I would like to stress that secondary glazing is only a cheap option if you already have the second sheet of glass. If you need to buy the second sheet of glass it is usually cheaper to buy a double glazed unit and then used the piece of glass you have removed to secondary glaze another window.
The biggest problem with secondary glazing is moisture. After rain, water will seep through the wooden frame and emerge in the gap. It will evaporate of the frame and condense on the cold glass. My first approach to minimise this was by placing a plastic seal over the wooden bead on the primary window then a rubber seal against the glass (see here ). My improved method is closer to proper double glazing. I have purchased a large amount of aluminium spacer which is what is used in proper double glazing. This is formed into a rectangle and siliconed to the sheet of glass that is to be added.
The beading holding the primary sheet of glass is removed, a rubber seal applied and the second sheet of glass applied, making a pretty good seal. An alternative is to actually remove the primary sheet of glass and silicon it to the secondary sheet. This is then a cheap double glazed unity which is installed the same way as a normal double glazed unit. This gives a much better seal, but involves more work and you risk breaking the primary sheet of glass.
In each case, you can insert silicon crystals to the frame to absorbe moisture. Note: Silicon crystals only absorb oisture once, so theu may well stop absorbing after several months, depending on how good a seal you have.
Compared to double glazing, secondary glazing is not as good as a proper doubel glazed unit because:-
1. It risks condensation
2. It doesn't have argon in the gap
3. It will normally only be 3 mm glass
4. it will not be as clean
5. It won't be Low/E glass
6. You need to purchase the aluminium spacer, plastic joiners and silicon crystals. We provide these for around $12 per window.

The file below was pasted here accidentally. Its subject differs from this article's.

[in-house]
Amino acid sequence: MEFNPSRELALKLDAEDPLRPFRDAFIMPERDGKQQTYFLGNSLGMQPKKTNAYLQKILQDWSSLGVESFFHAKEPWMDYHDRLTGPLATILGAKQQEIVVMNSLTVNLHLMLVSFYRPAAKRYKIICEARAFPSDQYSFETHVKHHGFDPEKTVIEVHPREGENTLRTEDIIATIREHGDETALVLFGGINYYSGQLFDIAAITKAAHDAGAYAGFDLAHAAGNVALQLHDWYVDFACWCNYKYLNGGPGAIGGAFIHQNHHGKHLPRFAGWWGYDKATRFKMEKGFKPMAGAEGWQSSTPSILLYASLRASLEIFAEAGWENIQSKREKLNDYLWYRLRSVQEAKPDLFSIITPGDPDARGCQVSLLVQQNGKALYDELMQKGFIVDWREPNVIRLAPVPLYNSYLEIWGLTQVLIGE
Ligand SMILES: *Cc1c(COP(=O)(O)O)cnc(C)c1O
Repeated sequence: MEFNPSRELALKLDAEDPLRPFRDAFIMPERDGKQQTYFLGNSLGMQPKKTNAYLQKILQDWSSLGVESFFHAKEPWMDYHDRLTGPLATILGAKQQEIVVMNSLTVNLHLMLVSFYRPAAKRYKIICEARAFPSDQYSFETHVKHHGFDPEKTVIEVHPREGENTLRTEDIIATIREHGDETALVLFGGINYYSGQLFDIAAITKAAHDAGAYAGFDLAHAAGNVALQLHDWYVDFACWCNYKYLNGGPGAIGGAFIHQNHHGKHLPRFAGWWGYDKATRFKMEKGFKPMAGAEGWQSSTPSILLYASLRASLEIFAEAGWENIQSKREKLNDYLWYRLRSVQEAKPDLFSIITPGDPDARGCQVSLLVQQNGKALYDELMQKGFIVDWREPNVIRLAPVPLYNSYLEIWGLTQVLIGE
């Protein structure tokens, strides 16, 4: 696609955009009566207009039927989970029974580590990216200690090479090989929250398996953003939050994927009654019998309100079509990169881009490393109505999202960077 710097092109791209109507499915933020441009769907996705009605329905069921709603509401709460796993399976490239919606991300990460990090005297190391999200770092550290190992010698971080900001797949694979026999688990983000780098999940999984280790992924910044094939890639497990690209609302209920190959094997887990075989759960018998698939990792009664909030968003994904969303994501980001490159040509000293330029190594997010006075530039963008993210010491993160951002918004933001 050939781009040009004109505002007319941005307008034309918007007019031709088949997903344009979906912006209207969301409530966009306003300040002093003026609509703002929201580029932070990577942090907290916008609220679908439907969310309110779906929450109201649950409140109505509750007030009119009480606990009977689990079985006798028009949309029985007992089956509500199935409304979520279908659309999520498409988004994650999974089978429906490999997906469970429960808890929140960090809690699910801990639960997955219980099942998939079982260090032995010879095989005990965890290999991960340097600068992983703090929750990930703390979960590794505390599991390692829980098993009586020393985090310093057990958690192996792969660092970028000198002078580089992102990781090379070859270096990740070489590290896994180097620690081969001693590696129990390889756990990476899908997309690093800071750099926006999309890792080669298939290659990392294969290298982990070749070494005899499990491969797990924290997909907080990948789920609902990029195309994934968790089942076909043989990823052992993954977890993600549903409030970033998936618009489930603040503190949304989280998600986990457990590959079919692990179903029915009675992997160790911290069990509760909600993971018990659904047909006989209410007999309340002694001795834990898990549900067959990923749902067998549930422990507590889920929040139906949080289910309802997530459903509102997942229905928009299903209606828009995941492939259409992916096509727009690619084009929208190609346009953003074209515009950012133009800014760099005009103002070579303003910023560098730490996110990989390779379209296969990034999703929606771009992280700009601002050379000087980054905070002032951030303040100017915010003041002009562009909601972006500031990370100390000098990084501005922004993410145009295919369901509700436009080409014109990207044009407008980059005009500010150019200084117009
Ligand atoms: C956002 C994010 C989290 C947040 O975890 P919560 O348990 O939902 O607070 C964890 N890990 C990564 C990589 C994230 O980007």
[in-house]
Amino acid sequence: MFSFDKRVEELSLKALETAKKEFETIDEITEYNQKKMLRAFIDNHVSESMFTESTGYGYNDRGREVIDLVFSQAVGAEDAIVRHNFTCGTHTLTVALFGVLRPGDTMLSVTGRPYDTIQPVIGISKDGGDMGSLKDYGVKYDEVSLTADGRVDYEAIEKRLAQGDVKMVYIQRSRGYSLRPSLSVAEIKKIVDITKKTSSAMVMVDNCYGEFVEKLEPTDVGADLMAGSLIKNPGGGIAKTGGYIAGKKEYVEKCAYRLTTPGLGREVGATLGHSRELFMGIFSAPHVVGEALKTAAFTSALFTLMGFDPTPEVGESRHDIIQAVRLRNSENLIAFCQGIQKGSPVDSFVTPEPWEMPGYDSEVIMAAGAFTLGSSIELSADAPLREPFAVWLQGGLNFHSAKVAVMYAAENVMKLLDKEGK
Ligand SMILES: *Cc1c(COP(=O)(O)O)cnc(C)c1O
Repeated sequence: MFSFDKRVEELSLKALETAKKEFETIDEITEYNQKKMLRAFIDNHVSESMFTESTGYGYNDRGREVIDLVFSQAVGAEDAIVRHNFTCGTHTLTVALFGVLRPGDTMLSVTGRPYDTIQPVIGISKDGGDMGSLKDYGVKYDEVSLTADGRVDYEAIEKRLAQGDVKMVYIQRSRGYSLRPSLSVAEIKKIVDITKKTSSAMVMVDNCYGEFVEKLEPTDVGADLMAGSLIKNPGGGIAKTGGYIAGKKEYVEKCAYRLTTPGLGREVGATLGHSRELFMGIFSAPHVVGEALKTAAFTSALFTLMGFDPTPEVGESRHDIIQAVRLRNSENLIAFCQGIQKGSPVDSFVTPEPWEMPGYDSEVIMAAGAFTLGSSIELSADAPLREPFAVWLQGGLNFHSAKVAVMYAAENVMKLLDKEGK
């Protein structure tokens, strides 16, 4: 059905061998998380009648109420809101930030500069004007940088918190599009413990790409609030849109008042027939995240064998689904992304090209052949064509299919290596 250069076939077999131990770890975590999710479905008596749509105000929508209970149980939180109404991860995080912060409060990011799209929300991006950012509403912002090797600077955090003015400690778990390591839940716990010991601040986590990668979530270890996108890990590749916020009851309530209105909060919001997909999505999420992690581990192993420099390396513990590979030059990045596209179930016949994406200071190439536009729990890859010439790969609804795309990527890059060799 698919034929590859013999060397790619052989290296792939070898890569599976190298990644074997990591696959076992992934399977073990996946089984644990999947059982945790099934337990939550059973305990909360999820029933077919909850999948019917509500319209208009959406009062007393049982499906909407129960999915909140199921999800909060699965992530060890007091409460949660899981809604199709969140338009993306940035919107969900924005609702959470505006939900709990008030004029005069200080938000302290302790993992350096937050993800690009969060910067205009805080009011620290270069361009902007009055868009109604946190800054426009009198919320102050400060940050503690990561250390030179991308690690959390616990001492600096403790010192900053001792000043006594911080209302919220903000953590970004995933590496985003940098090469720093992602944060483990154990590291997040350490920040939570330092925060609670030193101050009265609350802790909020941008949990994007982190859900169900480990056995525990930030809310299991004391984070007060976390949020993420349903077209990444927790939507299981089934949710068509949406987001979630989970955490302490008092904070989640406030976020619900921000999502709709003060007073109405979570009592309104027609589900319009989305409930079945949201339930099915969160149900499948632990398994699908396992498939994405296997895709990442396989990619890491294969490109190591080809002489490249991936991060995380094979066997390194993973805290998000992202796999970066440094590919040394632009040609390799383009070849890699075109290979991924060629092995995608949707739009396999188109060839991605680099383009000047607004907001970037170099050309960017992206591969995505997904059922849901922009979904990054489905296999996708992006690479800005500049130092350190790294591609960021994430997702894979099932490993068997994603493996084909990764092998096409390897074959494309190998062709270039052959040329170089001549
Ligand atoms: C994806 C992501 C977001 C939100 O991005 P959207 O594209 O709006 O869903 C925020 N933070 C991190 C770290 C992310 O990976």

Detailed Instructions for secondary glazing
Step 1. Assemble the aluminium spacer
Cut 2 spacers 5 mm shorter than the width and 2 spacers 15 mm shorter than the height. Assemble them in a rectangle using the joiners that we provide. Holes should be drilled on the inside at the top of the vertical sections. These are used later to add the silicon crystals.
Step 2. Attach the aluminium spacer to the secondary window
This is best done with a little bit of silicone. It can be held in place with paper clips or just weights. Once set, apply silicone liberally all the way around.
Step 3. Remove the existing beading
If it is a wooden bead or putty, this is normally quite easy. However sometimes a type of cement is used which can be difficult to remove. The glass should then be carefully cleaned firstly to provide a goood seal at the edge, but secondly to ensure no marks are internal to the window since once assembled it cannot be removed.
Step 4. Apply a rubber seal
The rubber seal is applied to the sheet of glass that you are adding. This makes it easier to align with the edge of the aluminium spacer. You could try silicon rather than the rubber seal. However getting the silicon in can be messy and makes it very difficult to remove if you ever need to.
Step 4b. Remove the existing glass and build your own Double Glazed Unit
An alternatiove approach is to fully remove the existing window and silicon the sheets together to make your own double glazed unit. This is more work but will give a better result since you can apply lots of silicon and get a really good seal. Once you have built the double glazed unit, follow instructions for normal double glazed units
Step 5. Add Silicon crystals
Silicon crystals are added to the frame using a funnel. You can almost fill up the whole section. These crystal will absorb moisture only once. If your seal is good, they will keep working for a long time. If poor, they may only last a matter of months. Unfortunately I have no accuate information on how long they will last, but they are better than nothing!
Step 6. Insert the secondary sheet of glass and hold it with beading
If the window rebate was 16 mm, the glass will finish flush with the frame and can be held in place with capping. If it is over 25 mm, you can use normal beading to hold it in place. Otherwise you will need to shape the capping to hold it in place.
Step 7. Paint the frame
You will normally need to paint the whole window frame on completion. Depending on your skill as a painter, you may wish to paint the beading before attaching it then just touch up any imperfections. If you get paint on the glass, allow it to dry and then use a razor blade and paint scraper to remove it
Details on removing glass
Details on adding a double glazed unit